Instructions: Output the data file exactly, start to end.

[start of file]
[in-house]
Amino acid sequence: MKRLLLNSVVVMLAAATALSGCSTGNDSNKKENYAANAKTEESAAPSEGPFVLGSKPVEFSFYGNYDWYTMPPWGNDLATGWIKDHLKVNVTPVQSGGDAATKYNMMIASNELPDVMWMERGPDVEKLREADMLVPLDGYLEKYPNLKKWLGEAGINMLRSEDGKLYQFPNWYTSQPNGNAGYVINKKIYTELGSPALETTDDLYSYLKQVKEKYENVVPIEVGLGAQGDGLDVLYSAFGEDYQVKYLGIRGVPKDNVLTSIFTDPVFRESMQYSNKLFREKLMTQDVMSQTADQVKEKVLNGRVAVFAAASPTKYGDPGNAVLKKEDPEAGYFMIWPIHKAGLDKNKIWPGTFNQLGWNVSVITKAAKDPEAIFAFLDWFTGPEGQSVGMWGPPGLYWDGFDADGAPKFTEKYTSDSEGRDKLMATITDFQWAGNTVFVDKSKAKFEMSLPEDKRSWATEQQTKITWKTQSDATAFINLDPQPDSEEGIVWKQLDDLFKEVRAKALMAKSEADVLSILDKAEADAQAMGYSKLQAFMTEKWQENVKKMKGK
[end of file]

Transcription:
[in-house]
Amino acid sequence: MKRLLLNSVVVMLAAATALSGCSTGNDSNKKENYAANAKTEESAAPSEGPFVLGSKPVEFSFYGNYDWYTMPPWGNDLATGWIKDHLKVNVTPVQSGGDAATKYNMMIASNELPDVMWMERGPDVEKLREADMLVPLDGYLEKYPNLKKWLGEAGINMLRSEDGKLYQFPNWYTSQPNGNAGYVINKKIYTELGSPALETTDDLYSYLKQVKEKYENVVPIEVGLGAQGDGLDVLYSAFGEDYQVKYLGIRGVPKDNVLTSIFTDPVFRESMQYSNKLFREKLMTQDVMSQTADQVKEKVLNGRVAVFAAASPTKYGDPGNAVLKKEDPEAGYFMIWPIHKAGLDKNKIWPGTFNQLGWNVSVITKAAKDPEAIFAFLDWFTGPEGQSVGMWGPPGLYWDGFDADGAPKFTEKYTSDSEGRDKLMATITDFQWAGNTVFVDKSKAKFEMSLPEDKRSWATEQQTKITWKTQSDATAFINLDPQPDSEEGIVWKQLDDLFKEVRAKALMAKSEADVLSILDKAEADAQAMGYSKLQAFMTEKWQENVKKMKGK